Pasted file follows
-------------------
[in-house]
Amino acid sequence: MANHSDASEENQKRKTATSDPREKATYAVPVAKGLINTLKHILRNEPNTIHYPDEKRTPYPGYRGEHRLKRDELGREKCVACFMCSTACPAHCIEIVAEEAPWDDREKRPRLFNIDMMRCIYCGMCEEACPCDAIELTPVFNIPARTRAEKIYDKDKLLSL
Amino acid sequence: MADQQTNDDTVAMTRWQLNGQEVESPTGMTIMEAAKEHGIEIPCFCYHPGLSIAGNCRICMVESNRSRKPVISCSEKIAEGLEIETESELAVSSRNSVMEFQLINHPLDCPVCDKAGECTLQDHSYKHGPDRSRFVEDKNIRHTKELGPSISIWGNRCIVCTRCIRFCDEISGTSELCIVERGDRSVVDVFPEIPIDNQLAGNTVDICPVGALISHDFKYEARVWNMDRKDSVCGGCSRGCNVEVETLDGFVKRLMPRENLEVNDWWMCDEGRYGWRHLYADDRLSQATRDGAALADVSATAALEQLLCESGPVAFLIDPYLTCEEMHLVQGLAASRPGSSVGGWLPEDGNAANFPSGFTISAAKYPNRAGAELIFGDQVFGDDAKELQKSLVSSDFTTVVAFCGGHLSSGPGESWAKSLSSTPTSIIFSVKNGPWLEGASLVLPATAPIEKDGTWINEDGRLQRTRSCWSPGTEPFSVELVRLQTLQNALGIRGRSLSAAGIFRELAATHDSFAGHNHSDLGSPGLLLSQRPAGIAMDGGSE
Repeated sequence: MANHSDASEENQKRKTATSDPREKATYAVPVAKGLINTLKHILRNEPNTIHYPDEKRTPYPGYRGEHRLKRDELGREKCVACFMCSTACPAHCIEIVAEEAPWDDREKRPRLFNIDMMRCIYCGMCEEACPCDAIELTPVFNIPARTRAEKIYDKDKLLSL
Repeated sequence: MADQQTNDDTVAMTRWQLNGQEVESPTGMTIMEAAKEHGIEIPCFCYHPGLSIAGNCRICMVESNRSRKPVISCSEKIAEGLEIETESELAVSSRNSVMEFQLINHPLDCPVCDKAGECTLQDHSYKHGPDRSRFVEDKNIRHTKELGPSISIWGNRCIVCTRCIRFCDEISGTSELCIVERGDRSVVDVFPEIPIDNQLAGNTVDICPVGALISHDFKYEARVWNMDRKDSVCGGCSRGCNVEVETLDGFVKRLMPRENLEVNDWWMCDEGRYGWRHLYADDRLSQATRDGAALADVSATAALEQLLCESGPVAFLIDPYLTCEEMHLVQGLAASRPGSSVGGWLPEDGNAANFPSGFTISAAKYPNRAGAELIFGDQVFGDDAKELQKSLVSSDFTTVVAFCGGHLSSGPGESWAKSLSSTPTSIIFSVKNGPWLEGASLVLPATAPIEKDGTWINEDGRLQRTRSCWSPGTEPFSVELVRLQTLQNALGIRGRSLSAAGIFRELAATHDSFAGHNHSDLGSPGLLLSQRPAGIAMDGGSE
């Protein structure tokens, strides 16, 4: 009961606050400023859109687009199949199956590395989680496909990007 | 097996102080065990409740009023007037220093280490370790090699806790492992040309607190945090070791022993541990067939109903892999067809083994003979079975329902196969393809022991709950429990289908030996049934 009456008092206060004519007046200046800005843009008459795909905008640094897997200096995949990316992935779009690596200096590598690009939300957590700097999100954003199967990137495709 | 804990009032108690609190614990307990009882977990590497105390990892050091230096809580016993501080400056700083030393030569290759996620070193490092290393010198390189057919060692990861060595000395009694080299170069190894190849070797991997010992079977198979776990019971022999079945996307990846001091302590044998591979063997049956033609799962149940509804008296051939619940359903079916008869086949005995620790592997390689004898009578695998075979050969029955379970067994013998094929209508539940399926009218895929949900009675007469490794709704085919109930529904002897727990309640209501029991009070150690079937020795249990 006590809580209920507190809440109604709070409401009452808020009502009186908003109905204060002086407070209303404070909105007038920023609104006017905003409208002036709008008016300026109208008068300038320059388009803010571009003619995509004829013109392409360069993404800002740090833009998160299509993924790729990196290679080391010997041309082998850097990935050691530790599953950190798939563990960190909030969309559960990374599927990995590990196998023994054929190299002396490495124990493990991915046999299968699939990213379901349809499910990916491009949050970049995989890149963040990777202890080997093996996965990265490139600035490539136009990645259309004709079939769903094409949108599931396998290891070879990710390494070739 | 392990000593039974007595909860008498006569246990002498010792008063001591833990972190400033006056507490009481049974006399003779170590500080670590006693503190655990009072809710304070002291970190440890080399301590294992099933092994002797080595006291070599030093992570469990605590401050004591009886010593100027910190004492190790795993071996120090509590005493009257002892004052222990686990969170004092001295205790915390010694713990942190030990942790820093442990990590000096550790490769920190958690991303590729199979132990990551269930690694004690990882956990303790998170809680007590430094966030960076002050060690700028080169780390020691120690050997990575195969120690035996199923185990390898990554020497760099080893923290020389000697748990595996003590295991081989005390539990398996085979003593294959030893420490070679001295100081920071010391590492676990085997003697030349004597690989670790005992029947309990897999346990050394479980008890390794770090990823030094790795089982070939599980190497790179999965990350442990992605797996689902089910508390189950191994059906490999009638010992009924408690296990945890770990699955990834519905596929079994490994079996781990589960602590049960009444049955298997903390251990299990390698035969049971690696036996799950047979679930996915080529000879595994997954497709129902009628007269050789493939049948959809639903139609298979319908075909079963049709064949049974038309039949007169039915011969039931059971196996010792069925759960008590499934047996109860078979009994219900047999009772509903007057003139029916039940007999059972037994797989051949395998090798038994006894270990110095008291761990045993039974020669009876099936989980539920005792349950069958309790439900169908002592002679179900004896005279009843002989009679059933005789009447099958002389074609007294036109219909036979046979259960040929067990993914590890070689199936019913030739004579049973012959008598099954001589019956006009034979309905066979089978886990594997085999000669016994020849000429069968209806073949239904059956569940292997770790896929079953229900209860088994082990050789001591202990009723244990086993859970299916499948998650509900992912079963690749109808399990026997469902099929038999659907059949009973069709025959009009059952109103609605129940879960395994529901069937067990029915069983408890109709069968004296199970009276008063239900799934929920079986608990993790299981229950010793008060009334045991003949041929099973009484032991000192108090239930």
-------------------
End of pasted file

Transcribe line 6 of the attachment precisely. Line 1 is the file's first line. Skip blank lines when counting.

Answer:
């Protein structure tokens, strides 16, 4: 009961606050400023859109687009199949199956590395989680496909990007 | 097996102080065990409740009023007037220093280490370790090699806790492992040309607190945090070791022993541990067939109903892999067809083994003979079975329902196969393809022991709950429990289908030996049934 009456008092206060004519007046200046800005843009008459795909905008640094897997200096995949990316992935779009690596200096590598690009939300957590700097999100954003199967990137495709 | 804990009032108690609190614990307990009882977990590497105390990892050091230096809580016993501080400056700083030393030569290759996620070193490092290393010198390189057919060692990861060595000395009694080299170069190894190849070797991997010992079977198979776990019971022999079945996307990846001091302590044998591979063997049956033609799962149940509804008296051939619940359903079916008869086949005995620790592997390689004898009578695998075979050969029955379970067994013998094929209508539940399926009218895929949900009675007469490794709704085919109930529904002897727990309640209501029991009070150690079937020795249990 006590809580209920507190809440109604709070409401009452808020009502009186908003109905204060002086407070209303404070909105007038920023609104006017905003409208002036709008008016300026109208008068300038320059388009803010571009003619995509004829013109392409360069993404800002740090833009998160299509993924790729990196290679080391010997041309082998850097990935050691530790599953950190798939563990960190909030969309559960990374599927990995590990196998023994054929190299002396490495124990493990991915046999299968699939990213379901349809499910990916491009949050970049995989890149963040990777202890080997093996996965990265490139600035490539136009990645259309004709079939769903094409949108599931396998290891070879990710390494070739 | 392990000593039974007595909860008498006569246990002498010792008063001591833990972190400033006056507490009481049974006399003779170590500080670590006693503190655990009072809710304070002291970190440890080399301590294992099933092994002797080595006291070599030093992570469990605590401050004591009886010593100027910190004492190790795993071996120090509590005493009257002892004052222990686990969170004092001295205790915390010694713990942190030990942790820093442990990590000096550790490769920190958690991303590729199979132990990551269930690694004690990882956990303790998170809680007590430094966030960076002050060690700028080169780390020691120690050997990575195969120690035996199923185990390898990554020497760099080893923290020389000697748990595996003590295991081989005390539990398996085979003593294959030893420490070679001295100081920071010391590492676990085997003697030349004597690989670790005992029947309990897999346990050394479980008890390794770090990823030094790795089982070939599980190497790179999965990350442990992605797996689902089910508390189950191994059906490999009638010992009924408690296990945890770990699955990834519905596929079994490994079996781990589960602590049960009444049955298997903390251990299990390698035969049971690696036996799950047979679930996915080529000879595994997954497709129902009628007269050789493939049948959809639903139609298979319908075909079963049709064949049974038309039949007169039915011969039931059971196996010792069925759960008590499934047996109860078979009994219900047999009772509903007057003139029916039940007999059972037994797989051949395998090798038994006894270990110095008291761990045993039974020669009876099936989980539920005792349950069958309790439900169908002592002679179900004896005279009843002989009679059933005789009447099958002389074609007294036109219909036979046979259960040929067990993914590890070689199936019913030739004579049973012959008598099954001589019956006009034979309905066979089978886990594997085999000669016994020849000429069968209806073949239904059956569940292997770790896929079953229900209860088994082990050789001591202990009723244990086993859970299916499948998650509900992912079963690749109808399990026997469902099929038999659907059949009973069709025959009009059952109103609605129940879960395994529901069937067990029915069983408890109709069968004296199970009276008063239900799934929920079986608990993790299981229950010793008060009334045991003949041929099973009484032991000192108090239930």